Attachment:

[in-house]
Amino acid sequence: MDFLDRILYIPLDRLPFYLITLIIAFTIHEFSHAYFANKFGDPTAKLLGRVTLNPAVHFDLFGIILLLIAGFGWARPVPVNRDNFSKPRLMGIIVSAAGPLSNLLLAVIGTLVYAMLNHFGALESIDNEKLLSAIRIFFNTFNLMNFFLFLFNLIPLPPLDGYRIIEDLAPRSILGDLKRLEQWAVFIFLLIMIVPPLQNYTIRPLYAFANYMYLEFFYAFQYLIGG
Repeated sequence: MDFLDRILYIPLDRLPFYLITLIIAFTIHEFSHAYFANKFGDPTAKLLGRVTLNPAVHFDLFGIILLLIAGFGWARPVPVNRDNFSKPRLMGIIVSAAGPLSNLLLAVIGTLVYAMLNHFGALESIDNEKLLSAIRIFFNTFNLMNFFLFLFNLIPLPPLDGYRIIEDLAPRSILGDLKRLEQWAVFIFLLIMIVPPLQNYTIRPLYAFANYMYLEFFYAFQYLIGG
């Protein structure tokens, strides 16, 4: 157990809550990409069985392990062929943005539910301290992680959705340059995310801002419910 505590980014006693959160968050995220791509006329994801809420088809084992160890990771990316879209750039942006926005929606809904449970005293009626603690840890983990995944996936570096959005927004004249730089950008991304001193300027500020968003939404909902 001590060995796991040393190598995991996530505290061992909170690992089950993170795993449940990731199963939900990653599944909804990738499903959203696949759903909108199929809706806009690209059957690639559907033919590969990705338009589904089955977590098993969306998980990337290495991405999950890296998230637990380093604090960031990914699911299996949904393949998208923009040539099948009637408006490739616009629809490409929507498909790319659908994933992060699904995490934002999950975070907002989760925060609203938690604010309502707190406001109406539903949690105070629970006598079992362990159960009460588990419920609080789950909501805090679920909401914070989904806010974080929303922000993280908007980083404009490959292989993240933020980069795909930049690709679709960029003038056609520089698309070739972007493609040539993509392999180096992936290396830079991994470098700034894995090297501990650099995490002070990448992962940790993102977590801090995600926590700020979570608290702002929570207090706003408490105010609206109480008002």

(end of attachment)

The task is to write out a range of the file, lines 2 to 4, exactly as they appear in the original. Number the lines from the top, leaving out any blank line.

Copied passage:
Amino acid sequence: MDFLDRILYIPLDRLPFYLITLIIAFTIHEFSHAYFANKFGDPTAKLLGRVTLNPAVHFDLFGIILLLIAGFGWARPVPVNRDNFSKPRLMGIIVSAAGPLSNLLLAVIGTLVYAMLNHFGALESIDNEKLLSAIRIFFNTFNLMNFFLFLFNLIPLPPLDGYRIIEDLAPRSILGDLKRLEQWAVFIFLLIMIVPPLQNYTIRPLYAFANYMYLEFFYAFQYLIGG
Repeated sequence: MDFLDRILYIPLDRLPFYLITLIIAFTIHEFSHAYFANKFGDPTAKLLGRVTLNPAVHFDLFGIILLLIAGFGWARPVPVNRDNFSKPRLMGIIVSAAGPLSNLLLAVIGTLVYAMLNHFGALESIDNEKLLSAIRIFFNTFNLMNFFLFLFNLIPLPPLDGYRIIEDLAPRSILGDLKRLEQWAVFIFLLIMIVPPLQNYTIRPLYAFANYMYLEFFYAFQYLIGG
């Protein structure tokens, strides 16, 4: 157990809550990409069985392990062929943005539910301290992680959705340059995310801002419910 505590980014006693959160968050995220791509006329994801809420088809084992160890990771990316879209750039942006926005929606809904449970005293009626603690840890983990995944996936570096959005927004004249730089950008991304001193300027500020968003939404909902 001590060995796991040393190598995991996530505290061992909170690992089950993170795993449940990731199963939900990653599944909804990738499903959203696949759903909108199929809706806009690209059957690639559907033919590969990705338009589904089955977590098993969306998980990337290495991405999950890296998230637990380093604090960031990914699911299996949904393949998208923009040539099948009637408006490739616009629809490409929507498909790319659908994933992060699904995490934002999950975070907002989760925060609203938690604010309502707190406001109406539903949690105070629970006598079992362990159960009460588990419920609080789950909501805090679920909401914070989904806010974080929303922000993280908007980083404009490959292989993240933020980069795909930049690709679709960029003038056609520089698309070739972007493609040539993509392999180096992936290396830079991994470098700034894995090297501990650099995490002070990448992962940790993102977590801090995600926590700020979570608290702002929570207090706003408490105010609206109480008002």